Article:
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All Power to You – Disruption for agency’s sake.

It seems like agency is the education buzzword for 2020. Essentially, it’s about promoting the capacity of individuals to act independently and to make their own free choices. That’s something that applies to both students and teachers. Senior management want agentic staff members and teachers want agentic students. So why do we keep using power structures that jar with these desires?

The first few weeks of school are always occupied by the setting of expectations. Up until now, I’ve taught mainly seniors and in the senior school, students are expected to take responsibility for their own learning. They come into the classroom and get started on the work at hand. This year, however, I’ve found myself with a Year 9 class. Classes begin with the lining up of students, setting of consequences and a firmer approach to structure, because kid’s need structure, right? I’m setting the tone and expectations for this class. And yet, what fascinates me is that the structures I am putting in place echo a similar practice in our school, one which I was pretty firmly against.

Until this year, my school implemented a military style roll call. Students were required to meet in the quad, in lines, for routine uniform checks and the marking of the roll. It all seemed a bit “old school” for my liking. Thankfully, that practice was removed this year and students find their way to whanau class for the beginning of the day.

But here I am, after lunch, lining my up students and checking uniform before we enter the classroom, questioning how many school and teacher practices are implemented through the rationale of control. Schools are rife with untested practices that reinforce power structures, yet, no one would ever admit that our conception of a ‘teacher’s’ role is embedded in the assertion that we have the power. Why do we stand at the front of the classroom, whilst students sit? Why do they refer to us as Mr., Sir and Miss? We’d argue respect but maybe it’s a reminder of who holds the control. If this is the case, where does agency sit?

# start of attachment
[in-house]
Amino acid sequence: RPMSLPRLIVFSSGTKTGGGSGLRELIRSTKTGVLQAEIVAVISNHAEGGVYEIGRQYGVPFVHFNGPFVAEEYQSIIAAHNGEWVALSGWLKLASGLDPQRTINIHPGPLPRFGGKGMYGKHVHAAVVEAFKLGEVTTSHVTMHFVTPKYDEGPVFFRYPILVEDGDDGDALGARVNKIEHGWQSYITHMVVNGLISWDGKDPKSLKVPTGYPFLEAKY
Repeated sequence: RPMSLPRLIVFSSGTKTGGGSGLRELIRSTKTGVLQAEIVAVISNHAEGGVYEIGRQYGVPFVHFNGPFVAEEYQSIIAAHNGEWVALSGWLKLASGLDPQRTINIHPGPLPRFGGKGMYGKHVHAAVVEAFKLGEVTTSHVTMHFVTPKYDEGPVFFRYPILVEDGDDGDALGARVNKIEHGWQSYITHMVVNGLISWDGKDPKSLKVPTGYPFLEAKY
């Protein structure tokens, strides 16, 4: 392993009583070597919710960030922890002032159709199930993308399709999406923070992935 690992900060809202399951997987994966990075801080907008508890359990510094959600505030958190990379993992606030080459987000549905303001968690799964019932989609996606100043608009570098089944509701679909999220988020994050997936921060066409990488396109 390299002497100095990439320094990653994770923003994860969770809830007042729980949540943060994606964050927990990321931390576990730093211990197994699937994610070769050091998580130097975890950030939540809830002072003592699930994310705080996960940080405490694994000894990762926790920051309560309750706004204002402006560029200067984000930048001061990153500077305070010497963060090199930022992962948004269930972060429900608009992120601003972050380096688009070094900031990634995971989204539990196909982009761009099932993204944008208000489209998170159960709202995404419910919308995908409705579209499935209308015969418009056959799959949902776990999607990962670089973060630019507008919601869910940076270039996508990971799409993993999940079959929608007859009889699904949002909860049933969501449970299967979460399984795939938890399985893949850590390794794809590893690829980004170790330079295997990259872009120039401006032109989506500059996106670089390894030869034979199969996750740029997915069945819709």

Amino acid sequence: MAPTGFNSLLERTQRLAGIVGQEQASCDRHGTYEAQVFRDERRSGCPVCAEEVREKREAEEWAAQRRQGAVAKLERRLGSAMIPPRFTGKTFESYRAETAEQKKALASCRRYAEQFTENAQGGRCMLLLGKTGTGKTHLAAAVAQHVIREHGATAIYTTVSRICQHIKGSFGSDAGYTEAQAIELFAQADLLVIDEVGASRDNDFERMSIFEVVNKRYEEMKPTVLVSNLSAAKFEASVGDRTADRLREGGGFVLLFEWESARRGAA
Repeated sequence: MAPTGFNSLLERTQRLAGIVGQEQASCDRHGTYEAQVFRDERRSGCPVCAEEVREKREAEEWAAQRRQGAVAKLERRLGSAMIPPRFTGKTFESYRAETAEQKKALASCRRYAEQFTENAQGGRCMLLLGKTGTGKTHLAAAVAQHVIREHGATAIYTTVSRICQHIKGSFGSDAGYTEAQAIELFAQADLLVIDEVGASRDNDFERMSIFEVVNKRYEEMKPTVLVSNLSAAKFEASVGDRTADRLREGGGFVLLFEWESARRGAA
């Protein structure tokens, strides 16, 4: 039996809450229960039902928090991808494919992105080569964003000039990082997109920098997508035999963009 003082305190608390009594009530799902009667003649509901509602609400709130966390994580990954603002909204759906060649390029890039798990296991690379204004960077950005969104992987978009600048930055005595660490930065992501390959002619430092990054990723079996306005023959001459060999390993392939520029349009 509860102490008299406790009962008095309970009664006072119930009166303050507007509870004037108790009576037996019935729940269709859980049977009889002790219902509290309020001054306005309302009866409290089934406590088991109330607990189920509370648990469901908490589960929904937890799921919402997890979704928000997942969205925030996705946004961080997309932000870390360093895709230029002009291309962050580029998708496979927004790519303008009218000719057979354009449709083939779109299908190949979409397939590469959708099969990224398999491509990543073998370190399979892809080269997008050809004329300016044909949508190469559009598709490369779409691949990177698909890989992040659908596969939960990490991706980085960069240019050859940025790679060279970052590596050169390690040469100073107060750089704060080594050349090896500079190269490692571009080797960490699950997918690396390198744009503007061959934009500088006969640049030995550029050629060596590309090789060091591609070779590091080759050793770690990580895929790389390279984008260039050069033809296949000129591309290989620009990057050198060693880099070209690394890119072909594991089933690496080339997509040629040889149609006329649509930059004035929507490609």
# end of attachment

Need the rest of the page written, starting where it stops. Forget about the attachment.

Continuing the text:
Now I’m not arguing that we should throw the baby out with the bath water and let students run loose. Agency is curated and there is a difference between giving power and giving over power. The former is the job of a teacher, to empower their students to learn. But where is the balance between boundaries, expectations and empowerment and how do we teach students to be agentic? I think often we make the assumption there is a transition between the junior and senior school. As if students suddenly just become agentic over the summer break?

We need to be teaching agency and reflecting on the rationale behind our behaviour. There’s a fine line between ‘setting expectations’ and yelling military orders. In short, we need to question our role as a teacher.

At my partner’s new school, teachers are reframed as learning coaches and referred to by their first name. She thought this would be a difficult change to get used to but actually found it a relatively easy transition, one that didn’t involve kids running loose. Names are just one example of how we might begin questioning power structures and when we begin to demystify our names, we actually remove the taboo power of saying them.

Even our language reinforces power. When students ask for permission to go to the bathroom, it assumes the power to grant them such a wish. As a teacher, I’ve begun telling students, they need to let me know they are going to the bathroom, but they don’t need to ask if they can. This hasn’t resulted in droves heading out of the classroom but rather students are questioning whether they need to when the lesson is finishing in five minutes and what they might miss if they do. This is just one way to make students aware that their decision-making holds power. Enhancing meta-cognition and responsibility for one’s learning can implemented through any number of techniques. Whether it’s learning logs or discovery practices; find what works for your class and begin actively promoting agentic learning.

Like most things in education, the way we treat our students is reflected in the way we treat our teachers. Agency isn’t limited to the learners in the classroom. Educators need to be empowered by their senior managers and given the space for creative freedom, informed risk taking and support. If we want agentic students, we need agentic staff.

If we can begin to enhance the agency of our staff and students through small daily practices, we have some hope of disrupting power structures. Structures that dictate being in charge means control, as opposed to the opportunity to empower those around you.


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